Broadband Soccer for All! Comcast, Disney Make Nice With ESPN360 Pact.
Comcast and Disney didn’t see eye-to-eye over the latter’s decision to join Hulu last month. But they’re still able to work together on other online video projects. Hence today’s announcement that ESPN, the Disney-owned sports behemoth, will be offering its streaming video service to 17 million Comcast broadband subs.
The announcement means that ESPN360.com, which lets you watch all sorts of live sports, whether or not the flagship ESPN channel is broadcasting them, will be available to 41 million homes “in time for college football season.” It’s already available via a host of ISPs, including AT&T (T), Verizon (VZ), but not, alas, Time Warner Cable (TWC), which has made it very hard for me to watch the UEFA Champions League games.
It’s worth noting that this is one of the reasons that ESPN wasn’t included in Disney’s Hulu deal. Cable providers pay huge fees to get access to the channel, and there’s no way Disney (DIS) is going to jeopardize that by letting people watch the same stuff for free on Hulu. But if the subs are already paying for it–the tab works about to be something like $3 per subscriber, whether they watch ESPN or not–then giving them online access as well seems to be OK.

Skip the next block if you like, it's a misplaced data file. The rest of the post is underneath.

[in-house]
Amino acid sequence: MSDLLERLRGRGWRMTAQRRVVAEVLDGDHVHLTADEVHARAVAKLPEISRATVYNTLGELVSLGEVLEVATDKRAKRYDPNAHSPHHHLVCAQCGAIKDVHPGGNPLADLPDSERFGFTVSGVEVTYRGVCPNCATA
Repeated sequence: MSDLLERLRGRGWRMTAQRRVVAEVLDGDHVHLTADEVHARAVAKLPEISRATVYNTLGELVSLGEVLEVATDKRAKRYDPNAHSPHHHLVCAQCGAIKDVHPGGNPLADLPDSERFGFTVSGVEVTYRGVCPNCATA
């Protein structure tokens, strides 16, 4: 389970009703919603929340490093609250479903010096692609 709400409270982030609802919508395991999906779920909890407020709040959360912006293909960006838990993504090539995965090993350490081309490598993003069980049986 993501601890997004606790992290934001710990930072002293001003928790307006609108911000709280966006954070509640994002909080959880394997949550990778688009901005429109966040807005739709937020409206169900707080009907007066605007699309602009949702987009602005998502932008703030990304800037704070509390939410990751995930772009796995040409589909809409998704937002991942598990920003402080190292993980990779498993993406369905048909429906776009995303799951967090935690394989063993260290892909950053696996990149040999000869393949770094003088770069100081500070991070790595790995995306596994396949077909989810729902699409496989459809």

Worth noting is that this arrangement–whereby subscribers to a particular ISP get access to online video, but the general public doesn’t–is exactly what both Comcast (CMCSA) and Time Warner (TWX) are talking about with their various “authentication” plans. The difference is a slight one: The content guys are proposing that their online video will be made available to cable subscribers instead of broadband subscribers, but it’s essentially the same thing. So if you’re wondering how that will work–the Comcast and Time Warner plans, which are supposed to roll out this year, will be trialed very, very slowly–take a look at ESPN360. If you can.